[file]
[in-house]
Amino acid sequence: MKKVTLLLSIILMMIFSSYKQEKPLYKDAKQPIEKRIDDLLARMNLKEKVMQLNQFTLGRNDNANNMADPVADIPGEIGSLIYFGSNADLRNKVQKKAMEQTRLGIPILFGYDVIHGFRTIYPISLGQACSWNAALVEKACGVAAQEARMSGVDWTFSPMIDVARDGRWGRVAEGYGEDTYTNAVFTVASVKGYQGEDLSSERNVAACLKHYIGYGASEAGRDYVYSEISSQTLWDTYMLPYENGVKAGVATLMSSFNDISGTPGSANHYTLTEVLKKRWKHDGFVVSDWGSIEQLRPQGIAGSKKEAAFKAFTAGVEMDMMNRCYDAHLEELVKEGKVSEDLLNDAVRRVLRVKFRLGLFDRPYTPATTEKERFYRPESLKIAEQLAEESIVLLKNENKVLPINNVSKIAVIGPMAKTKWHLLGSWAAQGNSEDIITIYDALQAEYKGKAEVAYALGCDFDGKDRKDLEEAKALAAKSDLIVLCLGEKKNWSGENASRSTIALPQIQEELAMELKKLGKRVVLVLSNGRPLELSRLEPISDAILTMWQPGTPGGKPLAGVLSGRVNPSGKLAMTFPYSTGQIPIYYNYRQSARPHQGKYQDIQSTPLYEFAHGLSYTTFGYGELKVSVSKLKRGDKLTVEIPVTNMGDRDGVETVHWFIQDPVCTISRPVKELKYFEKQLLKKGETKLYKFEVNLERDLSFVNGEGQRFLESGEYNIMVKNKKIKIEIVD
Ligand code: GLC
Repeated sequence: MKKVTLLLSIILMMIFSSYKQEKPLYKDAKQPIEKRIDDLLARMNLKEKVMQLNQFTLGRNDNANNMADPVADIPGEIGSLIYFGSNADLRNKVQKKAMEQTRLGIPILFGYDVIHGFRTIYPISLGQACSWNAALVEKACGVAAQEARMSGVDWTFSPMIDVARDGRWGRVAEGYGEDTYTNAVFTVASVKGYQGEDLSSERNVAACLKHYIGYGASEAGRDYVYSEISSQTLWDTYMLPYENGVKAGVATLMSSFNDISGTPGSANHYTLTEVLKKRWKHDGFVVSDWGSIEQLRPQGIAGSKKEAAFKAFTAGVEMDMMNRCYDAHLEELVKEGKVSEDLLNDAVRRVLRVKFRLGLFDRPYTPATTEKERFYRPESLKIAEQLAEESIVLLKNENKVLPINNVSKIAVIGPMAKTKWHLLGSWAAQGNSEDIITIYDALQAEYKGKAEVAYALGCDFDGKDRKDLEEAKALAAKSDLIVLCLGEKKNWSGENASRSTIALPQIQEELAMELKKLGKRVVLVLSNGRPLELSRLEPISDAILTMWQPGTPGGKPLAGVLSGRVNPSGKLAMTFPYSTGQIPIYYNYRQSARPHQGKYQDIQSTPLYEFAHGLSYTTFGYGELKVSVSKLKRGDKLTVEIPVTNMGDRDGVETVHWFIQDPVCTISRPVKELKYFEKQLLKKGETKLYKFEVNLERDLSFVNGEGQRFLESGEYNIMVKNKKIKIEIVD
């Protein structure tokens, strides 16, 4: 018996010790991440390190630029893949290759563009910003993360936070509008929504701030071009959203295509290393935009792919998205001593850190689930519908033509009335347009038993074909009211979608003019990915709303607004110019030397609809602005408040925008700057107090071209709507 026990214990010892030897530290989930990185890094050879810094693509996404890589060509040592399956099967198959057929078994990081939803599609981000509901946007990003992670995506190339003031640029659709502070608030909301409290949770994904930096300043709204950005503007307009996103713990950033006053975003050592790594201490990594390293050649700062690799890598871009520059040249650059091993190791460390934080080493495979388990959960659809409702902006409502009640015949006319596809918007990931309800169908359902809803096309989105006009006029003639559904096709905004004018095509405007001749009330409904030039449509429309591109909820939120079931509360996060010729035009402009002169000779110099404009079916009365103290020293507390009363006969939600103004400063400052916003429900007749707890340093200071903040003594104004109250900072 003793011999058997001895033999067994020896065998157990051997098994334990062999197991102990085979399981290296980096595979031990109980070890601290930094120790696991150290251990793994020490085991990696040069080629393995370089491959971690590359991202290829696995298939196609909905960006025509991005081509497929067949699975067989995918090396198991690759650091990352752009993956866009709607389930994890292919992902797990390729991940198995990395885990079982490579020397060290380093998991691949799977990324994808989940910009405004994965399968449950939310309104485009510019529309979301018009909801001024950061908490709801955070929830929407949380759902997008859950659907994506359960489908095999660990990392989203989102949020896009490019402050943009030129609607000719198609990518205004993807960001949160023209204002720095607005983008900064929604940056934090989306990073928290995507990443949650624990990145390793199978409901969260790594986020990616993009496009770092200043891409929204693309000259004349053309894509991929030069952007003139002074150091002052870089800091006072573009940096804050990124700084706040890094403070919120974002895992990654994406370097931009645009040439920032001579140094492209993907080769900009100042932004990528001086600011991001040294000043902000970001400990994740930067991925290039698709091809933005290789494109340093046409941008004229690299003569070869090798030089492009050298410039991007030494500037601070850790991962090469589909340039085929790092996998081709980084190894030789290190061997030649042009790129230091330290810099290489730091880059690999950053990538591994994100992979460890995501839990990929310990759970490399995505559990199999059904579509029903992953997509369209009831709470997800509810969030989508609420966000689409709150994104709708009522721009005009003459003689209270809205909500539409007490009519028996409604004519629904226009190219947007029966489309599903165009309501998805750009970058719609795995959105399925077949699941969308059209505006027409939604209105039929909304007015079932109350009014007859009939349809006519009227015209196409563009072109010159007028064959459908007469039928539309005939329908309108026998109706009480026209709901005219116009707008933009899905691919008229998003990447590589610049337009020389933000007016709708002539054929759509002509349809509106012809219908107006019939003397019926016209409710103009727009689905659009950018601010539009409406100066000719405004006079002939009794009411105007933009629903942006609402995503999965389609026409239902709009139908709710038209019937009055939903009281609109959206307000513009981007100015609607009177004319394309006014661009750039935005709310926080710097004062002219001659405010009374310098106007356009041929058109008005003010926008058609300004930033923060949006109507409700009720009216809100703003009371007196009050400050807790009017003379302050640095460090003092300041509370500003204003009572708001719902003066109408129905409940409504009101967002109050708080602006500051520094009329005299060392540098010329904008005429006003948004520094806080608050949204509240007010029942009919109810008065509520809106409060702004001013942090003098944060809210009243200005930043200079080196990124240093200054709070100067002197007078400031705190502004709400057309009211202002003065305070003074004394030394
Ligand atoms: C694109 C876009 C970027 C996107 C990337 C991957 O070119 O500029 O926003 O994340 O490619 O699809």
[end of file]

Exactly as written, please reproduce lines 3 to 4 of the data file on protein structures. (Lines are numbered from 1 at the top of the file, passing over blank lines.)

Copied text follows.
Ligand code: GLC
Repeated sequence: MKKVTLLLSIILMMIFSSYKQEKPLYKDAKQPIEKRIDDLLARMNLKEKVMQLNQFTLGRNDNANNMADPVADIPGEIGSLIYFGSNADLRNKVQKKAMEQTRLGIPILFGYDVIHGFRTIYPISLGQACSWNAALVEKACGVAAQEARMSGVDWTFSPMIDVARDGRWGRVAEGYGEDTYTNAVFTVASVKGYQGEDLSSERNVAACLKHYIGYGASEAGRDYVYSEISSQTLWDTYMLPYENGVKAGVATLMSSFNDISGTPGSANHYTLTEVLKKRWKHDGFVVSDWGSIEQLRPQGIAGSKKEAAFKAFTAGVEMDMMNRCYDAHLEELVKEGKVSEDLLNDAVRRVLRVKFRLGLFDRPYTPATTEKERFYRPESLKIAEQLAEESIVLLKNENKVLPINNVSKIAVIGPMAKTKWHLLGSWAAQGNSEDIITIYDALQAEYKGKAEVAYALGCDFDGKDRKDLEEAKALAAKSDLIVLCLGEKKNWSGENASRSTIALPQIQEELAMELKKLGKRVVLVLSNGRPLELSRLEPISDAILTMWQPGTPGGKPLAGVLSGRVNPSGKLAMTFPYSTGQIPIYYNYRQSARPHQGKYQDIQSTPLYEFAHGLSYTTFGYGELKVSVSKLKRGDKLTVEIPVTNMGDRDGVETVHWFIQDPVCTISRPVKELKYFEKQLLKKGETKLYKFEVNLERDLSFVNGEGQRFLESGEYNIMVKNKKIKIEIVD